Agreeable eye.

an eudæmonistarchives

I feel sick

It began with the pulp of a pumpkin which was kept in a cookpot atop the dishwasher on Halloween. Why it was kept, I know not. After a week, however, even I knew it stank. Indeed, to the very heavens. The future eminent medievalist concurred, declaring she felt nauseated. Once the windows were opened and the pot was washed, I mentioned, as practising pedant, that I found the word nauseated distasteful—why use a four-syllable word when the perfectly good nauseous is a mere two? The future eminent medievalist rounded on me; if you have never been rounded on by a future eminent medievalist, I cannot say I recommend it. She told me in no uncertain terms that I was simply wrong (an idiot—an imbecile—a pedant of impecunious wit!), that to be nauseous was the characteristic of those things which nauseate others, while to be nauseated (which I had always understood as the past tense or participle of the verb to nauseate, rather than as an independent adjective1 ) was the only correct term for feeling sick to the stomach (unless of course one wishes to say one feels sick to one’s stomach). I said I found the discussion noxious, and there the matter ended. Or would have.

Whether the future eminent medievalist had recourse to a dictionary, I cannot say; as I have been in the habit of saying that I feel a bit nauseous when inclined to be sick, I thought I’d better get my facts straight before I say anything of the sort again. To the OED. Under nauseous (Google results: 103,000):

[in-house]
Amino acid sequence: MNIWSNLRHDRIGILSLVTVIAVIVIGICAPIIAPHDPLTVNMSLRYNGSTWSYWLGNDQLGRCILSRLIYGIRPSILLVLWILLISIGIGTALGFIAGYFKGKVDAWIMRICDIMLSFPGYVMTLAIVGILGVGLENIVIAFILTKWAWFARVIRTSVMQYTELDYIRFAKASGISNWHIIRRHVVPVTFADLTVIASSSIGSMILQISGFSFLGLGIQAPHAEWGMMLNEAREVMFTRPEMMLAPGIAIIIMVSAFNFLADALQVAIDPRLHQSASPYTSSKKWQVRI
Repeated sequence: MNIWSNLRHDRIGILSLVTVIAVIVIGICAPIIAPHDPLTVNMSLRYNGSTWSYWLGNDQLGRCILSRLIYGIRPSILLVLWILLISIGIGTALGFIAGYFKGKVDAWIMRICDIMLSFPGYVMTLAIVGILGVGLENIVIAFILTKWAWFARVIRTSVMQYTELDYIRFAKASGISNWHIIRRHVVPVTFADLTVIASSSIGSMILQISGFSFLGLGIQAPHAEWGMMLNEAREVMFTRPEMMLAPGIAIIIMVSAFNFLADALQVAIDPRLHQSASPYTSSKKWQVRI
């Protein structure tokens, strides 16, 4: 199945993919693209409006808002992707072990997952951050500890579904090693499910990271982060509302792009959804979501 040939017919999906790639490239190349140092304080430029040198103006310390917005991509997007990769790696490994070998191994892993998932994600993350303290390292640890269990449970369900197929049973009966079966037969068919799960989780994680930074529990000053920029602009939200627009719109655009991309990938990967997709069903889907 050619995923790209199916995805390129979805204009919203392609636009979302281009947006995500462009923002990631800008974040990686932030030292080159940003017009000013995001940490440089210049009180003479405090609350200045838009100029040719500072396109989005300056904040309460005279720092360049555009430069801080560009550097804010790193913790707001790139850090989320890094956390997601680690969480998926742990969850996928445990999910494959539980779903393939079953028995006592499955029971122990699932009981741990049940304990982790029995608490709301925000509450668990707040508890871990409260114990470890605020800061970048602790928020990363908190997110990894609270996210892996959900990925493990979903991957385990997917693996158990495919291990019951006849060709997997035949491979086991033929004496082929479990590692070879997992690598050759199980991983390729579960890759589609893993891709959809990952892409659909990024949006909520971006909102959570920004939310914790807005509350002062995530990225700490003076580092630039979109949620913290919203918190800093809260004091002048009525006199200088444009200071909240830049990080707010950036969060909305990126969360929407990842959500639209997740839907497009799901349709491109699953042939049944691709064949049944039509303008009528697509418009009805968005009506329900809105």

1. † a. Of a person, the stomach, etc.: inclined to sickness or nausea; squeamish. Obs. rare.

1613 R. CAWDREY Table Alphabet. (ed. 3), Nauseous, loathing or disposed to vomit. 1651 J. FRENCH Art Distillation V. 144 It may be given..to children or those that are of a nauseous stomack. 1678 J. RAY Coll. Eng. Prov. (ed. 2) Pref., I have..so veiled them, that I hope they will not turn the stomach of the most nauseous.

b. orig. U.S. Of a person: affected with nausea; having an unsettled stomach; (fig.) disgusted, affected with distaste or loathing.

1949 Sat. Rev. 7 May 41 After taking dramamine, not only did the woman’s hives clear up, but she discovered that her usual trolley ride back home no longer made her nauseous. 1955 R. LINDNER Fifty-minute Hour i. 41 Always when he thought of his mother Charles would feel a little sick; not actually sick perhaps nauseous was the better word. 1977 Washington Post 15 May C4/1, I would go into the bathroom late at night and put hot and cold compresses over my eyes. I’d feel queasy and nauseous. 1991 Times 2 Aug. 12/4 When a toadlicker licks the toad his mouth and lips will become numb and he will feel intensely nauseous. 2000 Shop@home No. 7 21/4 If the thought of Xmas makes you nauseous, maybe you need to get away.

2. lit. a. Of a thing: causing nausea. In later use: esp. offensive or unpleasant to taste or smell.